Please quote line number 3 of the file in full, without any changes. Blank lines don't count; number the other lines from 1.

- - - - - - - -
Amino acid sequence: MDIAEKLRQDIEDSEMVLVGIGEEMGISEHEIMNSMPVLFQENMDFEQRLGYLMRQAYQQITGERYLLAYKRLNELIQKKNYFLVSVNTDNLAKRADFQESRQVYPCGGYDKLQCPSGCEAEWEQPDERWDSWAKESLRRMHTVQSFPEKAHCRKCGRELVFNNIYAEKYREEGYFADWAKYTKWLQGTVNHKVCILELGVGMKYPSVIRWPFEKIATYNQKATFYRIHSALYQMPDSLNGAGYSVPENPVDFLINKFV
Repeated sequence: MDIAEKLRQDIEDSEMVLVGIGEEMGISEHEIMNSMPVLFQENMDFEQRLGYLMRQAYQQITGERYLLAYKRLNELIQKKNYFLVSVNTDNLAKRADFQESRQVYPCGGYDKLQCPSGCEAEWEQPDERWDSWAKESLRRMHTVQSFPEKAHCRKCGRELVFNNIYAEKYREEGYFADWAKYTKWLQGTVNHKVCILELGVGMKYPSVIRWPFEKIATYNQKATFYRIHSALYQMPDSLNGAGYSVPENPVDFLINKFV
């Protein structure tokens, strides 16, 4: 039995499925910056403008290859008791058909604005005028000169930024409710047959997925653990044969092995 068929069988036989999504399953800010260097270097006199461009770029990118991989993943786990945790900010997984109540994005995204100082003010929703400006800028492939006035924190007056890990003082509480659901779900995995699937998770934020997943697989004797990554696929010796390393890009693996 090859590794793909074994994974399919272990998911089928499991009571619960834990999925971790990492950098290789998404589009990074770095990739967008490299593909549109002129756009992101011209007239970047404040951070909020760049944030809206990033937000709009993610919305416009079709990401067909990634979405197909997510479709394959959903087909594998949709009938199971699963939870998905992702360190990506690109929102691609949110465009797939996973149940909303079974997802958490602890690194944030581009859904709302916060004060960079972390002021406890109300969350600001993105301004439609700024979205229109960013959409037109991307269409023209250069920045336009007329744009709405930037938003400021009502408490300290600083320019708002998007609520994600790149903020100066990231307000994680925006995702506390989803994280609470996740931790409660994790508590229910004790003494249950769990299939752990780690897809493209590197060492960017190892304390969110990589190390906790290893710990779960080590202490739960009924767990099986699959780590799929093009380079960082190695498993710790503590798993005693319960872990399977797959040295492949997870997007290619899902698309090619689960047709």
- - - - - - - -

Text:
């Protein structure tokens, strides 16, 4: 039995499925910056403008290859008791058909604005005028000169930024409710047959997925653990044969092995 068929069988036989999504399953800010260097270097006199461009770029990118991989993943786990945790900010997984109540994005995204100082003010929703400006800028492939006035924190007056890990003082509480659901779900995995699937998770934020997943697989004797990554696929010796390393890009693996 090859590794793909074994994974399919272990998911089928499991009571619960834990999925971790990492950098290789998404589009990074770095990739967008490299593909549109002129756009992101011209007239970047404040951070909020760049944030809206990033937000709009993610919305416009079709990401067909990634979405197909997510479709394959959903087909594998949709009938199971699963939870998905992702360190990506690109929102691609949110465009797939996973149940909303079974997802958490602890690194944030581009859904709302916060004060960079972390002021406890109300969350600001993105301004439609700024979205229109960013959409037109991307269409023209250069920045336009007329744009709405930037938003400021009502408490300290600083320019708002998007609520994600790149903020100066990231307000994680925006995702506390989803994280609470996740931790409660994790508590229910004790003494249950769990299939752990780690897809493209590197060492960017190892304390969110990589190390906790290893710990779960080590202490739960009924767990099986699959780590799929093009380079960082190695498993710790503590798993005693319960872990399977797959040295492949997870997007290619899902698309090619689960047709």